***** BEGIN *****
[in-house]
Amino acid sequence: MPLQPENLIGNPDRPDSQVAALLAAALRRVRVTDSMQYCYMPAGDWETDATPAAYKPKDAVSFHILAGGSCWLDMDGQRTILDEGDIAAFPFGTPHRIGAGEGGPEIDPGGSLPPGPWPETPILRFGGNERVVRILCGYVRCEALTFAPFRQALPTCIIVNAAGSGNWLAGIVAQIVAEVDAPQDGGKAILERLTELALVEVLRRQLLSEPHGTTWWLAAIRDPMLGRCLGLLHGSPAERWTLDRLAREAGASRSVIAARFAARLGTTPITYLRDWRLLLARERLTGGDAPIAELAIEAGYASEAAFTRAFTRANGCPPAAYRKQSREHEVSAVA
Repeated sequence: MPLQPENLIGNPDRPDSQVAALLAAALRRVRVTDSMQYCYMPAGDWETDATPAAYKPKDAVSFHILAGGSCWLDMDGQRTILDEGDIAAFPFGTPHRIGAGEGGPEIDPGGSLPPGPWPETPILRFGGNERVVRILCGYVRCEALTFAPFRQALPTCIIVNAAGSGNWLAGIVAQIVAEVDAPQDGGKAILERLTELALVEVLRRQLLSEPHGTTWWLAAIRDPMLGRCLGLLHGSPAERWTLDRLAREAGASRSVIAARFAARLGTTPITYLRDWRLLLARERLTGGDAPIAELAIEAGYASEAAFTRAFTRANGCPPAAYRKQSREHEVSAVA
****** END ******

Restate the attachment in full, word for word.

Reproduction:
[in-house]
Amino acid sequence: MPLQPENLIGNPDRPDSQVAALLAAALRRVRVTDSMQYCYMPAGDWETDATPAAYKPKDAVSFHILAGGSCWLDMDGQRTILDEGDIAAFPFGTPHRIGAGEGGPEIDPGGSLPPGPWPETPILRFGGNERVVRILCGYVRCEALTFAPFRQALPTCIIVNAAGSGNWLAGIVAQIVAEVDAPQDGGKAILERLTELALVEVLRRQLLSEPHGTTWWLAAIRDPMLGRCLGLLHGSPAERWTLDRLAREAGASRSVIAARFAARLGTTPITYLRDWRLLLARERLTGGDAPIAELAIEAGYASEAAFTRAFTRANGCPPAAYRKQSREHEVSAVA
Repeated sequence: MPLQPENLIGNPDRPDSQVAALLAAALRRVRVTDSMQYCYMPAGDWETDATPAAYKPKDAVSFHILAGGSCWLDMDGQRTILDEGDIAAFPFGTPHRIGAGEGGPEIDPGGSLPPGPWPETPILRFGGNERVVRILCGYVRCEALTFAPFRQALPTCIIVNAAGSGNWLAGIVAQIVAEVDAPQDGGKAILERLTELALVEVLRRQLLSEPHGTTWWLAAIRDPMLGRCLGLLHGSPAERWTLDRLAREAGASRSVIAARFAARLGTTPITYLRDWRLLLARERLTGGDAPIAELAIEAGYASEAAFTRAFTRANGCPPAAYRKQSREHEVSAVA